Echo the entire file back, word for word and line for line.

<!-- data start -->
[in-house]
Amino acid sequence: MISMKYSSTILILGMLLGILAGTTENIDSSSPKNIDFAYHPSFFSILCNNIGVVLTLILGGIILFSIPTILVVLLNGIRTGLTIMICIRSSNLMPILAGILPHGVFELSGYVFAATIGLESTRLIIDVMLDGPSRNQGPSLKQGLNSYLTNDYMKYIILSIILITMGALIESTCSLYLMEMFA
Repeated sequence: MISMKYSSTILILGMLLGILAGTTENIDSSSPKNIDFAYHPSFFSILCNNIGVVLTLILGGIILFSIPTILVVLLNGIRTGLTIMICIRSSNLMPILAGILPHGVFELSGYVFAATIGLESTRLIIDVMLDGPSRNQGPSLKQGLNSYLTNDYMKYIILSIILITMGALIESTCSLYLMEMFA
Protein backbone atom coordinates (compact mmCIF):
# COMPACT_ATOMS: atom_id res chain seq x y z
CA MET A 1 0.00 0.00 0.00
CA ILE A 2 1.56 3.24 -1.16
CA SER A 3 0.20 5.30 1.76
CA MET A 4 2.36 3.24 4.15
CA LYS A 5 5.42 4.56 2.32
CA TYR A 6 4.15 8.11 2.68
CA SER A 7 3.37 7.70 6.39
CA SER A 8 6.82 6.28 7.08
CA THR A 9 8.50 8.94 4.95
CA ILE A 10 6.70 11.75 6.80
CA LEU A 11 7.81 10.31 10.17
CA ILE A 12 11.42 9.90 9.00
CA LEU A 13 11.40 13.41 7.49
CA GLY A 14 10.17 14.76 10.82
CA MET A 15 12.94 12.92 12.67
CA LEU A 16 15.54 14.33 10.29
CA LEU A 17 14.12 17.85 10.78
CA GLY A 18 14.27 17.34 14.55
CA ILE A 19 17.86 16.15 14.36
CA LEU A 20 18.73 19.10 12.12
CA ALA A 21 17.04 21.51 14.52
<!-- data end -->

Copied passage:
[in-house]
Amino acid sequence: MISMKYSSTILILGMLLGILAGTTENIDSSSPKNIDFAYHPSFFSILCNNIGVVLTLILGGIILFSIPTILVVLLNGIRTGLTIMICIRSSNLMPILAGILPHGVFELSGYVFAATIGLESTRLIIDVMLDGPSRNQGPSLKQGLNSYLTNDYMKYIILSIILITMGALIESTCSLYLMEMFA
Repeated sequence: MISMKYSSTILILGMLLGILAGTTENIDSSSPKNIDFAYHPSFFSILCNNIGVVLTLILGGIILFSIPTILVVLLNGIRTGLTIMICIRSSNLMPILAGILPHGVFELSGYVFAATIGLESTRLIIDVMLDGPSRNQGPSLKQGLNSYLTNDYMKYIILSIILITMGALIESTCSLYLMEMFA
Protein backbone atom coordinates (compact mmCIF):
# COMPACT_ATOMS: atom_id res chain seq x y z
CA MET A 1 0.00 0.00 0.00
CA ILE A 2 1.56 3.24 -1.16
CA SER A 3 0.20 5.30 1.76
CA MET A 4 2.36 3.24 4.15
CA LYS A 5 5.42 4.56 2.32
CA TYR A 6 4.15 8.11 2.68
CA SER A 7 3.37 7.70 6.39
CA SER A 8 6.82 6.28 7.08
CA THR A 9 8.50 8.94 4.95
CA ILE A 10 6.70 11.75 6.80
CA LEU A 11 7.81 10.31 10.17
CA ILE A 12 11.42 9.90 9.00
CA LEU A 13 11.40 13.41 7.49
CA GLY A 14 10.17 14.76 10.82
CA MET A 15 12.94 12.92 12.67
CA LEU A 16 15.54 14.33 10.29
CA LEU A 17 14.12 17.85 10.78
CA GLY A 18 14.27 17.34 14.55
CA ILE A 19 17.86 16.15 14.36
CA LEU A 20 18.73 19.10 12.12
CA ALA A 21 17.04 21.51 14.52